PHOTO: US President Barack Obama and Russian leader Vladimir Putin at UN on Monday (Justin Lane/EPA)
Speaking with Malaysia’s BFM Radio, I assess both the myth and the reality of Russia’s military intervention in Syria to assess Moscow’s strategy — and whether it will work.
Broadcast on Wednesday, the interview was recorded on September 23, before the latest moves by the Russians. These include Vladimir Putin’s speech to the UN General Assembly and today’s indication by the Kremlin that airstrikes are imminent.
Russia is carrying out a very effective strategy, linking its show of military force with a political initiative.
The first priority is to buy time so the Assad Government doesn’t fall….That, however, leads to a bigger political story. Russia wants to get a political conference…to agree on President Assad staying in power as part of a so-called “transition”.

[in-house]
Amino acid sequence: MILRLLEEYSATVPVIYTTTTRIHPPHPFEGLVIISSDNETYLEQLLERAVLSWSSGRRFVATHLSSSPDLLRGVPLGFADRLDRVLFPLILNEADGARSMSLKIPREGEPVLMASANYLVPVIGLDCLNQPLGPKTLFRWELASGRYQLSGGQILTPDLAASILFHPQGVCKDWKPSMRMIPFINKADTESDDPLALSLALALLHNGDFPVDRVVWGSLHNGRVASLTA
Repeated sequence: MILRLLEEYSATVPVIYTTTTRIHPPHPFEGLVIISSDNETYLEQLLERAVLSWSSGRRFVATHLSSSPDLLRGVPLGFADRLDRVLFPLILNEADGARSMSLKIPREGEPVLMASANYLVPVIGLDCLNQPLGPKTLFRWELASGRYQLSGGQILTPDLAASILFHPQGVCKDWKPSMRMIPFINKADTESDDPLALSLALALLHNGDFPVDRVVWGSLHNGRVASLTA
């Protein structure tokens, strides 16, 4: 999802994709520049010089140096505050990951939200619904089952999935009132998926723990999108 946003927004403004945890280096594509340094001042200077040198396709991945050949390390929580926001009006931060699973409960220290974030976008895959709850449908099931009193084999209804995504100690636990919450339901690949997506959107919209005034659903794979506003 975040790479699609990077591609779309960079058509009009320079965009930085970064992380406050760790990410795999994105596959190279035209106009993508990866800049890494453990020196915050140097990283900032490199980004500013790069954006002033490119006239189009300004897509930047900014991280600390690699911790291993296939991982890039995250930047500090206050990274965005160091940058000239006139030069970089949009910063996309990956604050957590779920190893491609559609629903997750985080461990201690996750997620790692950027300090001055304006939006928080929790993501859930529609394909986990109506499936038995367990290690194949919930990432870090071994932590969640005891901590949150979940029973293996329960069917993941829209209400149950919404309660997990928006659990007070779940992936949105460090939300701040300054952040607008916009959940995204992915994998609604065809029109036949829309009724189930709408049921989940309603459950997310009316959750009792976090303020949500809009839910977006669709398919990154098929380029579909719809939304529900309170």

Russia failed [in August] because of Saudi Arabia….This time they have to the West, “If you don’t get a political resolution, there is the possibility of a military confrontation and we’ll be involved in it.”…
Will Russia succeed? It’s too soon to tell. Russia cannot send military forces across the entire country. So at the very least Syria is going to be partitioned for the near-future….And Russia on its own cannot help or save the Assad regime, given the economic problems it is suffering….
Unless you get rebels to agree to discussions, I don’t think this Russian step ends the conflict. Not by a long way.